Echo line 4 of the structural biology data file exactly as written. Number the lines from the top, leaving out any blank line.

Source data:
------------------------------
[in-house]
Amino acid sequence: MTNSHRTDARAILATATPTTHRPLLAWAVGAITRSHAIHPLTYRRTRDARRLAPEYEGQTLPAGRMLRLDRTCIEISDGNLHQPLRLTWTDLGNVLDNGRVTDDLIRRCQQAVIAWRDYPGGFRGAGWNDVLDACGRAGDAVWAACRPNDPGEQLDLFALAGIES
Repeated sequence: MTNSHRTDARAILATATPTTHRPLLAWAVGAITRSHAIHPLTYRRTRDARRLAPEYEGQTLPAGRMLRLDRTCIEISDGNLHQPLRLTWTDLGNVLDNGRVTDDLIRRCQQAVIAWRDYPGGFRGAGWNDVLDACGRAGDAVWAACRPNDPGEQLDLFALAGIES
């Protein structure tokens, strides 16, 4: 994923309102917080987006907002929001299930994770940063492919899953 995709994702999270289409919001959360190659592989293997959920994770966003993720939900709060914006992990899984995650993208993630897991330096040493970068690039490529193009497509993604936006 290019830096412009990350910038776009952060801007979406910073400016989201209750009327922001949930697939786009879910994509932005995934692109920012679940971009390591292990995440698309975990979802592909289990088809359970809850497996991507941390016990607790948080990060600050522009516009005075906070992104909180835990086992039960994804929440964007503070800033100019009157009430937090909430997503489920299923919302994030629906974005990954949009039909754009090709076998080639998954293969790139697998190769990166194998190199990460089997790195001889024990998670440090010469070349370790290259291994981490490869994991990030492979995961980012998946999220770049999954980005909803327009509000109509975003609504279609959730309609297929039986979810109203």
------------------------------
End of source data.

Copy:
């Protein structure tokens, strides 16, 4: 994923309102917080987006907002929001299930994770940063492919899953 995709994702999270289409919001959360190659592989293997959920994770966003993720939900709060914006992990899984995650993208993630897991330096040493970068690039490529193009497509993604936006 290019830096412009990350910038776009952060801007979406910073400016989201209750009327922001949930697939786009879910994509932005995934692109920012679940971009390591292990995440698309975990979802592909289990088809359970809850497996991507941390016990607790948080990060600050522009516009005075906070992104909180835990086992039960994804929440964007503070800033100019009157009430937090909430997503489920299923919302994030629906974005990954949009039909754009090709076998080639998954293969790139697998190769990166194998190199990460089997790195001889024990998670440090010469070349370790290259291994981490490869994991990030492979995961980012998946999220770049999954980005909803327009509000109509975003609504279609959730309609297929039986979810109203």